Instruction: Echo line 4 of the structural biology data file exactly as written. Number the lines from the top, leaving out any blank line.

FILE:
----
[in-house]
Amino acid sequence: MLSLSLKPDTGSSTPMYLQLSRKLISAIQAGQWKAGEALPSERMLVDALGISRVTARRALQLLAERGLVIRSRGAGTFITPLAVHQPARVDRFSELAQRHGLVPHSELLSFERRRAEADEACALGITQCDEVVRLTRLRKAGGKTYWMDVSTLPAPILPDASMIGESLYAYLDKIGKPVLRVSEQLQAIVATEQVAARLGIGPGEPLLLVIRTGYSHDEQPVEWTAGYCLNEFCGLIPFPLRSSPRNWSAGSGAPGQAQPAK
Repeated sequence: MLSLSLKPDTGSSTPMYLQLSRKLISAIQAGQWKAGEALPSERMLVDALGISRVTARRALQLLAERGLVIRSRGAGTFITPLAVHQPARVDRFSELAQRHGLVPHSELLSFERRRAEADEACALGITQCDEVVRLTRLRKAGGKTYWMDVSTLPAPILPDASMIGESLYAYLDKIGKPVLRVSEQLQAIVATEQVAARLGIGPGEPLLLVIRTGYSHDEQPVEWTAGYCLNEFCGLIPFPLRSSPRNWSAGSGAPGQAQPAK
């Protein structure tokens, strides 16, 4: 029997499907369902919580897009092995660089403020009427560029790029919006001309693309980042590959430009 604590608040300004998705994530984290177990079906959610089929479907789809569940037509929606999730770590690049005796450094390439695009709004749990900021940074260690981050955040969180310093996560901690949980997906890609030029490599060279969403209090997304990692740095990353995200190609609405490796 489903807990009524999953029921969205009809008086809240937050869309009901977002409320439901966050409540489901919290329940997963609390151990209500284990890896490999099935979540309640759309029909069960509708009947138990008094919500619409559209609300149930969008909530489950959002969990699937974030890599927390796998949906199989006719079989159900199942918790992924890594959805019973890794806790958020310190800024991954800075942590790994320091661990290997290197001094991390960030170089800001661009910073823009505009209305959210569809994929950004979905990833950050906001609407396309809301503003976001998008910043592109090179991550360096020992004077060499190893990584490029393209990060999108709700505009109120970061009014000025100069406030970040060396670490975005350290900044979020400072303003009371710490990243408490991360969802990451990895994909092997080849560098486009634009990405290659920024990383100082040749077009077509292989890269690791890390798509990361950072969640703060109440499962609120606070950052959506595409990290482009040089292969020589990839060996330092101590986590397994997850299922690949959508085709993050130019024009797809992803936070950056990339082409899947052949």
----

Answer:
């Protein structure tokens, strides 16, 4: 029997499907369902919580897009092995660089403020009427560029790029919006001309693309980042590959430009 604590608040300004998705994530984290177990079906959610089929479907789809569940037509929606999730770590690049005796450094390439695009709004749990900021940074260690981050955040969180310093996560901690949980997906890609030029490599060279969403209090997304990692740095990353995200190609609405490796 489903807990009524999953029921969205009809008086809240937050869309009901977002409320439901966050409540489901919290329940997963609390151990209500284990890896490999099935979540309640759309029909069960509708009947138990008094919500619409559209609300149930969008909530489950959002969990699937974030890599927390796998949906199989006719079989159900199942918790992924890594959805019973890794806790958020310190800024991954800075942590790994320091661990290997290197001094991390960030170089800001661009910073823009505009209305959210569809994929950004979905990833950050906001609407396309809301503003976001998008910043592109090179991550360096020992004077060499190893990584490029393209990060999108709700505009109120970061009014000025100069406030970040060396670490975005350290900044979020400072303003009371710490990243408490991360969802990451990895994909092997080849560098486009634009990405290659920024990383100082040749077009077509292989890269690791890390798509990361950072969640703060109440499962609120606070950052959506595409990290482009040089292969020589990839060996330092101590986590397994997850299922690949959508085709993050130019024009797809992803936070950056990339082409899947052949």